2. A leak detector as described in claim 1 wherein said one pressure sensitive switch means at the upper limit of said predetermined pressure drop is set to close at 7 p.s.i. and said other pressure sensitive switch means at the lower limit of said predetermined pressure drop is set for 2 p.s.i. for said intermittent pressure pipe line having intermittent pressures varying from 30 to 0 p.s.i.
3. A leak detector as described in claim 1 wherein said timing circuit means comprise:
(a) an integrated solid state timer set to time at 25 seconds; and
(b) a transistor switch connected across said one pressure sensitive switch means and to said power circuit for energizing said timer at the closing of said one pressure sensitive switch means.
4. A leak detector as described in claim 1 wherein said latching circuit means comprise:
(a) a relay switch energized to close only during said predetermined time period of said timing circuit means; and
(b) a silicon controlled rectifier is connected to said relay switch and adapted after initial energizing thereby to conduct.
5. A leak detector as described in claim 1 wherein said warning circuit means comprise:
(a) lamp means connected between said other pressure sensitive switch means at the lower limit of said predetermined pressure drop and said silicon controlled rectifier of said latching circuit means for energizing both when both said pressure sensitive switch means close and remain energized or latched when said predetermined time period ends: and
(b) a closed reset switch connected between said other pressure sensitive switch means and said lamp for turning off said lamp after being turned on.
Description
BACKGROUND OF THE INVENTION

The invention relates generally to apparatus for detecting leaks of flammable fluids in pressure pipe lines, and more particularly to a self-energized, low voltage leak detector for use in service stations having a pressure pipe line for the intermitent-pressure flow delivery of gasoline from a storage tank.

In the closest prior art, Reynolds, U.S. Pat. No. 3,935,527 teaches a leak detector similar to the invention except that a timing circuit is energized from a local electrical power source by the cut-off pressure in a pressure pipe line. Cut-off pressures are variable between pressure pipe lines to provide a variable range of pressures for relating to the invariable time period of a timing circuit, and produces variable rates of leakage that may not be true.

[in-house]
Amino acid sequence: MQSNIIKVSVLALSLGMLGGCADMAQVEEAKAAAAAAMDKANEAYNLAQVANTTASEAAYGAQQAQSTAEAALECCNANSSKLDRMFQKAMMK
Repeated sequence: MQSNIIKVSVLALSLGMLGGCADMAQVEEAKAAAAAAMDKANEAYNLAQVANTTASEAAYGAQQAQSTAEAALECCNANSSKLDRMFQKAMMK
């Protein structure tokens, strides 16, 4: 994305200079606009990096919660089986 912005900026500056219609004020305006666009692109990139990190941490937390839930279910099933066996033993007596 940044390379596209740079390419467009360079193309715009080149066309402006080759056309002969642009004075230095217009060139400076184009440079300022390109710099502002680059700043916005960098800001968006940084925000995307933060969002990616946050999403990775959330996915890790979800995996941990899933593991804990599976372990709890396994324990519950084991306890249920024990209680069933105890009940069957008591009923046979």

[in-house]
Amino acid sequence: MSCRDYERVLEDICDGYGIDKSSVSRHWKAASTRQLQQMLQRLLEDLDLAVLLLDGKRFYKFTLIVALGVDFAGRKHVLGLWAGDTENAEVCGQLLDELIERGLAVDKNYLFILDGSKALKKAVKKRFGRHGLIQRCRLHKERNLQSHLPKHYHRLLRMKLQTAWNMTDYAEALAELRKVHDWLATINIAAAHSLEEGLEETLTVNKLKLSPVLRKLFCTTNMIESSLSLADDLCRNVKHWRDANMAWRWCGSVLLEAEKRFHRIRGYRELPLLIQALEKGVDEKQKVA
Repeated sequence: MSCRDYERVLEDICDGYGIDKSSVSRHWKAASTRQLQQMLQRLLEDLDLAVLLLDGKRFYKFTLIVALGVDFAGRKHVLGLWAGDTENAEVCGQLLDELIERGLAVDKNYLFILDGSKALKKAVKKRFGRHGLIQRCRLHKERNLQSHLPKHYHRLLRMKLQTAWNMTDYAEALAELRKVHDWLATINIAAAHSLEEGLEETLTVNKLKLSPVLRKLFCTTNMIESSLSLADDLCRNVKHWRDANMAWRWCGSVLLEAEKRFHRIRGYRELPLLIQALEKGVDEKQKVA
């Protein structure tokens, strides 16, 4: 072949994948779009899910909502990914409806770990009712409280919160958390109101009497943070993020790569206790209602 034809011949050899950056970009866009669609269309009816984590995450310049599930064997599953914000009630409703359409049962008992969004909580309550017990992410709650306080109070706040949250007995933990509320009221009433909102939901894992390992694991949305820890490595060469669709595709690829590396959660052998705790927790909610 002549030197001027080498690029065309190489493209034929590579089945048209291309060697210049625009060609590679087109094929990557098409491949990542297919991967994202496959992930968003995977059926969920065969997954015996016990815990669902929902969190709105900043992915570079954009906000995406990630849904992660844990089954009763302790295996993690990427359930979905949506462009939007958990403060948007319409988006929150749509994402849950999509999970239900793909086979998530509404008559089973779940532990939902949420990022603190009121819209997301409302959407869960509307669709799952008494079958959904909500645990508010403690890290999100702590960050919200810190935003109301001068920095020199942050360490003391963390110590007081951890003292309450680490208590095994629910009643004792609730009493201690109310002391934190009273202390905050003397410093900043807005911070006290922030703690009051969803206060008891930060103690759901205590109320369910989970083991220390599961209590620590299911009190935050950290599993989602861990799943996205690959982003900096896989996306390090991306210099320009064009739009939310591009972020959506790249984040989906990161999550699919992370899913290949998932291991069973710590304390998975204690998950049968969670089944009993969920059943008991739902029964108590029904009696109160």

In the invention, the predetermined pressure range is invariable as well as the predetermined time period, and when related produce true gasoline leakage rates for any pressure pipe line. Also the use of an included battery rather than a local electrical power supply to the pressure pipe line for energizing the leak detector ensures that energizing power supply will be unvaried by any overload of a local power supply.

SUMMARY OF THE INVENTION

It is an object of the invention to provide a pressure pipe line leak detector that establishes an invariable predetermined pressure range for relating to an invariable time period to determine a gasoline leakage rate.

Another object of the invention is to provide a self-energized leak detector for use in any pressure pipe line however pressured.

A further object of the invention is to provide a pressure pipe line leak detector for maximum safe use in pressure pipe lines flowing flammable fluids.

BRIEF DESCRIPTION OF THE DRAWINGS